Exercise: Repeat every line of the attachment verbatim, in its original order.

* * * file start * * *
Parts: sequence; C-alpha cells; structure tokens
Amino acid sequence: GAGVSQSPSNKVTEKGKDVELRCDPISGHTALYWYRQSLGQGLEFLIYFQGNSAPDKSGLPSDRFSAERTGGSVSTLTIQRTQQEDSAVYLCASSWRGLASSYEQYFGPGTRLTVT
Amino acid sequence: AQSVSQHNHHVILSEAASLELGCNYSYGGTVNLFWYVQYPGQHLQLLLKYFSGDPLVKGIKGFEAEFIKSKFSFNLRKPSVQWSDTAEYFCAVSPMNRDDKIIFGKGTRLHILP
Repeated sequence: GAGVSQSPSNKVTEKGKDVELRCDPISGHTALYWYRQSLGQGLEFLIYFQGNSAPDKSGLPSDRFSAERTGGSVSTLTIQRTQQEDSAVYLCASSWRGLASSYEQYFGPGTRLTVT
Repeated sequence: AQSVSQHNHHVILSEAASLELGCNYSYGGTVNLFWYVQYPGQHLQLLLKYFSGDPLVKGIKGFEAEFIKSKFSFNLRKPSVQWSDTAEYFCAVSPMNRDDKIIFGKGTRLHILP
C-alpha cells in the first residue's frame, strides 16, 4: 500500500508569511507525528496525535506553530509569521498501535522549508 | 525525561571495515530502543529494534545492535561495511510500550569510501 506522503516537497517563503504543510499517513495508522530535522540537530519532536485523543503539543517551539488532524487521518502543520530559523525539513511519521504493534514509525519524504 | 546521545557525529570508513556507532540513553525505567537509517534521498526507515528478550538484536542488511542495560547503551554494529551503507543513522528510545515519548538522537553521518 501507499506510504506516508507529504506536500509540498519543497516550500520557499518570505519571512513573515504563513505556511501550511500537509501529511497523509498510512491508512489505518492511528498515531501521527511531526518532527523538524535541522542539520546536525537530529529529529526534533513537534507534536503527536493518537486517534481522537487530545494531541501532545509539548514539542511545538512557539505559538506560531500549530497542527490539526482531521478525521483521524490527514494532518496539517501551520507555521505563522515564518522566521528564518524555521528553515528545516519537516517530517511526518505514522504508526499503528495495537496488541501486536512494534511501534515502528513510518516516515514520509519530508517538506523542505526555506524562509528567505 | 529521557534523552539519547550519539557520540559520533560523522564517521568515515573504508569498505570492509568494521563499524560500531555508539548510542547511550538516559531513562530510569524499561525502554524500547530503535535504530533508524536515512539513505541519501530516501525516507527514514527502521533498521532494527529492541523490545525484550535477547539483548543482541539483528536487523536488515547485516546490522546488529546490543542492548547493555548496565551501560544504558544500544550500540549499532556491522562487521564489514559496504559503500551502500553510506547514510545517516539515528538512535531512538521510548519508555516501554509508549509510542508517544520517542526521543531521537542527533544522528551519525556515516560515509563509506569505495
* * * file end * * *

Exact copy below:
Parts: sequence; C-alpha cells; structure tokens
Amino acid sequence: GAGVSQSPSNKVTEKGKDVELRCDPISGHTALYWYRQSLGQGLEFLIYFQGNSAPDKSGLPSDRFSAERTGGSVSTLTIQRTQQEDSAVYLCASSWRGLASSYEQYFGPGTRLTVT
Amino acid sequence: AQSVSQHNHHVILSEAASLELGCNYSYGGTVNLFWYVQYPGQHLQLLLKYFSGDPLVKGIKGFEAEFIKSKFSFNLRKPSVQWSDTAEYFCAVSPMNRDDKIIFGKGTRLHILP
Repeated sequence: GAGVSQSPSNKVTEKGKDVELRCDPISGHTALYWYRQSLGQGLEFLIYFQGNSAPDKSGLPSDRFSAERTGGSVSTLTIQRTQQEDSAVYLCASSWRGLASSYEQYFGPGTRLTVT
Repeated sequence: AQSVSQHNHHVILSEAASLELGCNYSYGGTVNLFWYVQYPGQHLQLLLKYFSGDPLVKGIKGFEAEFIKSKFSFNLRKPSVQWSDTAEYFCAVSPMNRDDKIIFGKGTRLHILP
C-alpha cells in the first residue's frame, strides 16, 4: 500500500508569511507525528496525535506553530509569521498501535522549508 | 525525561571495515530502543529494534545492535561495511510500550569510501 506522503516537497517563503504543510499517513495508522530535522540537530519532536485523543503539543517551539488532524487521518502543520530559523525539513511519521504493534514509525519524504 | 546521545557525529570508513556507532540513553525505567537509517534521498526507515528478550538484536542488511542495560547503551554494529551503507543513522528510545515519548538522537553521518 501507499506510504506516508507529504506536500509540498519543497516550500520557499518570505519571512513573515504563513505556511501550511500537509501529511497523509498510512491508512489505518492511528498515531501521527511531526518532527523538524535541522542539520546536525537530529529529529526534533513537534507534536503527536493518537486517534481522537487530545494531541501532545509539548514539542511545538512557539505559538506560531500549530497542527490539526482531521478525521483521524490527514494532518496539517501551520507555521505563522515564518522566521528564518524555521528553515528545516519537516517530517511526518505514522504508526499503528495495537496488541501486536512494534511501534515502528513510518516516515514520509519530508517538506523542505526555506524562509528567505 | 529521557534523552539519547550519539557520540559520533560523522564517521568515515573504508569498505570492509568494521563499524560500531555508539548510542547511550538516559531513562530510569524499561525502554524500547530503535535504530533508524536515512539513505541519501530516501525516507527514514527502521533498521532494527529492541523490545525484550535477547539483548543482541539483528536487523536488515547485516546490522546488529546490543542492548547493555548496565551501560544504558544500544550500540549499532556491522562487521564489514559496504559503500551502500553510506547514510545517516539515528538512535531512538521510548519508555516501554509508549509510542508517544520517542526521543531521537542527533544522528551519525556515516560515509563509506569505495